Browne’s Academy’s campus may be closed for the rest of the school year, but its distance learning program is off to a strong start. All students, from preschool-8th grade, are continuing with a robust, comprehensive curriculum from afar.
Designing the distance learning program was a fast and furious affair, requiring all hands on deck. Teachers and administrators dove into learning about distance learning, taking online courses, and collaborating with other educational leaders and professionals. This is a challenging time for everyone, and Browne is striving to make thoughtful, empathetic, and equitable decisions for its families. Through teamwork and a bit of trial and re-tweaking, with input from parents and students, the program is going full steam ahead.
Browne’s students are engaging in both synchronous and asynchronous learning, using tools such as Zoom, Google Docs, FaceTime, and the school's student/parent portal. Interactive learning is a key component of the distance curriculum for all ages, as feeling connected socially is crucial during this isolating time.
Middle school students (5th-8th grades) have daily 40-minute real-time class sessions via Zoom in all their core subjects – science, math, English, history, and Spanish – as well as continued instruction in art, music, and PE. Students then have the rest of the afternoon to complete homework, get fresh air and exercise, and enjoy family time.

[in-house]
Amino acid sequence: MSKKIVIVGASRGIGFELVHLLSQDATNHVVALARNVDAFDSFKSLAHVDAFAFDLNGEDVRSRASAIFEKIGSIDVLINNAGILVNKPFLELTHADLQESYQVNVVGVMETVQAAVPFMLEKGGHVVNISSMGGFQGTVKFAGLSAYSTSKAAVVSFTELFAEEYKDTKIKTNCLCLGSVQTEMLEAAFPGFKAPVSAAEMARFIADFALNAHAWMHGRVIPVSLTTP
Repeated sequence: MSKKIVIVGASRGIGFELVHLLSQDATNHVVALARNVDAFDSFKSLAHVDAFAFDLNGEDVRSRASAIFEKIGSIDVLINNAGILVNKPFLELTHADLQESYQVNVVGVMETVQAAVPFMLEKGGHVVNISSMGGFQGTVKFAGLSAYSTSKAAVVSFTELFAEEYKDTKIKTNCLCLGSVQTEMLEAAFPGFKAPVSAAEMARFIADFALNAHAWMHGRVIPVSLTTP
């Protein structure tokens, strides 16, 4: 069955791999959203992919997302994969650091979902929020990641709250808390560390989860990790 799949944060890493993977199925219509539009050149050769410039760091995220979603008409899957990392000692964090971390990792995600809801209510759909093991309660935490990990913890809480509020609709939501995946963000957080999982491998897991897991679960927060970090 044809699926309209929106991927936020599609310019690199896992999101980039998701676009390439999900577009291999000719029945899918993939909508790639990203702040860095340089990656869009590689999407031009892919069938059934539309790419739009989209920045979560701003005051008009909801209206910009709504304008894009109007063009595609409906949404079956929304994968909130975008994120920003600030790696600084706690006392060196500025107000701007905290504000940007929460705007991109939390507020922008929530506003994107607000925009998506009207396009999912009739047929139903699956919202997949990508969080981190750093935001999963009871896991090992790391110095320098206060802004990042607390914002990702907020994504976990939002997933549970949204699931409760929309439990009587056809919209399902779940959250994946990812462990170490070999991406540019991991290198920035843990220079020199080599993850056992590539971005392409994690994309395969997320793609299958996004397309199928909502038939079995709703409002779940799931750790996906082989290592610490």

Lower school students (preschool-4th grade) have regular digital classroom connections to support educational and emotional growth. The schedule includes asynchronous learning, where teachers post the morning’s lesson and then hold office hours to answer individual questions. There are also synchronous learning days, where the students and teacher engage in real-time learning via Zoom. Lower school specials are still an important part of the curriculum, with music, art, Spanish, science, innovation, PE, and library teachers posting weekly instructional videos to engage and challenge the students.
Another important part of Browne’s curriculum is social-emotional development of all students. To that end, middle school students still meet with their advisories every day and have regular advisory lunches via Zoom. The school’s counselor is providing online resources for all students and their families and is available for individual conferencing.
Browne’s music teachers are continuing private instrument and voice lessons via Zoom and are even starting a weekly virtual open mic night so students can perform for the Browne community.
Even though school and life as we know it have been turned on their heads, Browne has seized the opportunity to develop an engaging, hands-on, predictable, steady, and community-building distance learning program. The school plans to share some of its resources to the greater community in the not-too-distant future.